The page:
2014 again found me at St. John Pied de Port, but last year I walked east to Lourdes.  This famous shrine, where the Virgin Mary appeared to Bernadette proved most fitting.  Who could know my grief more than the mother of Jesus after having lost her own son?

These are pretty clearly aligned with my journey and my faith, but why on Earth would I travel to one of the least Christian countries on the planet?  How could this piece possibly fit into the puzzle called my life?  Why would Fez be relevant to Cullen, my family, or my faith, on this journey that I often refer to as my “Camino?”

The year before he went to China, Cullen participated in another international study semester in order to garner the credit hours necessary for a “minor” degree in Arabic.  This would accompany his minor in French, and dual majors, in Spanish and Chinese.  Bear in mind, this was at age 19. William Cullen Klein would graduate from Florida State University in two years with four degrees, after finishing high school in two years, concurrently completing his AA through dual enrollment.

Although FSU did not have an official class placed in Morocco that Summer semester, Cullen fearlessly agreed to go it alone.  He was driven to get the credit hours only this trip would provide, so he would graduate with his four degrees, on the rushed schedule he had so carefully crafted.  But why was he in such a hurry? It was as if he knew his own timeline.

Cullen Climbing Stairs     Cullen leaving

Sorry, but when I start talking about my son, I just seem to go on and on and on.  And so, since I never tire of doing that, let’s do it some more.  This is an excerpt from my CRHP weekend retreat witness:

I loved my daughters more than life itself, but a man wants a son… On my own 34th birthday, William Cullen Klein was born.

(originally about 30 more minutes of my bragging about him here, and then:)

Adolescence was upon us and so was fear, confusion, and anger. This, of course, was manifest as rebellion. Good times and kind words were a distant memory.  The ball games, camp-outs, and fishing trips, dozens of concerts together, tossing the ball in the back yard, and even getting our Tae Kwan Do black-belts together – these were all a lifetime ago.  He hated me, my values, my Church, my house.

His unfortunate every other weekend with us served up dinners together with my new wife and two additional siblings, a midnight curfew, breath check, and of course, mandatory Sunday church. 

I realized that much of his behavior and emotions were from confusion and anxiety over those issues I’ve written about previously.

For years, I would kneel and beg God to remove his heavy burden. I prayed constantly, and made all sorts of offers, if Jesus would just show some of that compassion that I had heard so much about and make my son “normal.”

But I tried so hard for him to realize I didn’t reject him. I loved him so very much and I wanted him to know that it was truly unconditional. And I was so scared for him. 

So, about the time Cullen turned 17, I stopped begging for God to make him “normal,” and being angry at Him for being so cruel.  I began to recognize that I have a big God. A huge God that I could never begin to comprehend. A magnificent, omnipotent God who had made no mistakes, and is in control.

And so I started to simply pray for Cullen. That Jesus would meet him where he was. He had made Cullen the way he was for a reason, and that he was an incredible person, so smart and so beautiful, inside and out. And so I prayed that the creator of the universe would reach out and embrace my son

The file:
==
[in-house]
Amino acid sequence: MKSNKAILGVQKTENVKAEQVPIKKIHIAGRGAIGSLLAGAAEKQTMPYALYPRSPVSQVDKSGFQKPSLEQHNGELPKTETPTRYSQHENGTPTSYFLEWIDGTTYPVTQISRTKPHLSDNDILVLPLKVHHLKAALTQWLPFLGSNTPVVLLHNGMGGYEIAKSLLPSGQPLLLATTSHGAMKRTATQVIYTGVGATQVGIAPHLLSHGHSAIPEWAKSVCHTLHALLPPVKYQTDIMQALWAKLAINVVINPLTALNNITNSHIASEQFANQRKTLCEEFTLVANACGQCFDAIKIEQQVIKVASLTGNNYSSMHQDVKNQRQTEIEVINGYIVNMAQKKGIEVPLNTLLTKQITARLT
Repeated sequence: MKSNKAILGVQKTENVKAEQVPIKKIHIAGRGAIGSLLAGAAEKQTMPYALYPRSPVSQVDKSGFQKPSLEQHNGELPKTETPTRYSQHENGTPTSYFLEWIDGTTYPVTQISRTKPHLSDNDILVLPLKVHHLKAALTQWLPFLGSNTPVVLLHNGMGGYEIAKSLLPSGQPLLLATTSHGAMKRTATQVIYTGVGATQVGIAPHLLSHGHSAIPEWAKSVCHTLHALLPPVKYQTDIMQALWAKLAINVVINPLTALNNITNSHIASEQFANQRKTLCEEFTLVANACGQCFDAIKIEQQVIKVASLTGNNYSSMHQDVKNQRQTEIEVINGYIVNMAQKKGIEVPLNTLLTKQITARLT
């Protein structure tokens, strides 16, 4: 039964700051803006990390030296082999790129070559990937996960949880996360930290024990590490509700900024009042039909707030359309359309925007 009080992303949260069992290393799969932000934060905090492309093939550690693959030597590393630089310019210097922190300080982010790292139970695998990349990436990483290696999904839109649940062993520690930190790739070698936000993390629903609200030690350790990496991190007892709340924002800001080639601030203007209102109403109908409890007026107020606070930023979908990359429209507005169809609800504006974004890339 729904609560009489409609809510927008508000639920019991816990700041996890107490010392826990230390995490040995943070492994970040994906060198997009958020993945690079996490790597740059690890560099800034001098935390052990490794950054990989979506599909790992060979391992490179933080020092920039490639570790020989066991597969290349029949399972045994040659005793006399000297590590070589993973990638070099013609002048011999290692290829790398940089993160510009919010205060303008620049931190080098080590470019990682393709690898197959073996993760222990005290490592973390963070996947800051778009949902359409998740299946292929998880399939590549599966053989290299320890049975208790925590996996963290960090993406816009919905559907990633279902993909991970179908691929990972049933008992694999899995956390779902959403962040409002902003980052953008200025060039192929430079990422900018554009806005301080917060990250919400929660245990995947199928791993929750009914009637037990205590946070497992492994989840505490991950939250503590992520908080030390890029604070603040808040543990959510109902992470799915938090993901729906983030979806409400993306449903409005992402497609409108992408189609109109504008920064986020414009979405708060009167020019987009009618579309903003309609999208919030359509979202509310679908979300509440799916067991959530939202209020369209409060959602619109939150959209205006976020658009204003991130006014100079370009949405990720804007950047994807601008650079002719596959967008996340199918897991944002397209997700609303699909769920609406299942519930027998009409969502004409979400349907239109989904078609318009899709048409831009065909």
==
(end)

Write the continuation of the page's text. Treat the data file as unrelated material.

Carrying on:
He loves him. He understands him. Through Christ, He IS the personification of love. And so, I prayed simply that they find each other. That God’s will be done.

Cullen spent the summer after his sophomore year studying on an exchange program in Morocco. I warned him about “you know what” before he left, and in that culture, well… I emphasized how much I loved him and wanted him back alive. He rolled his eyes, but knew both of those things were true. I prayed for him daily at Mass.

I was shocked at how God answered my prayers as soon as I changed the context of my prayers. I was amazed at the son that returned from Morocco.  Had his orientation changed?  Of course not, but it no longer mattered.  They had met.

“Dad, I looked out from the airplane in Barcelona, and you’ll never believe how glad I was to see a cross at the top of a church. He said every person, every day tried to convince him that Islam was the only way to God.  And so he kneeled with them in prayer several times each day. (They just didn’t know he was praying silently those prayers that he once found boring and pointless.)

My new Cullen wanted to go to Mass with us; he even had us pick him when he spent weekends at his mother’s. He went to adoration of the Eucharist, and truly knelt in prayer for hours. Not only had “they met,” Cullen had has a relationship with the creator of the Universe that I will forever be in awe of.  We’d stay up late discussing God, and Scripture, and theology. I reminded him that the word disciple means “learner,” not blind follower. Dig deep and learn about the real, historic Jesus, his teachings and how and why He loves us.”

So now, my dear friends, you see why Morocco is calling to me.

Cullen had a persona that was magnetic, and so even though he had no Florida classmates on the Fez University campus, he was adopted by new friends from Chicago.  I had no knowledge of this until Katie approached me after Cullen’s accident.  She and Victoria, and so many other kind loving beautiful kids from DePaul University reached out to my son and made him part of their own group.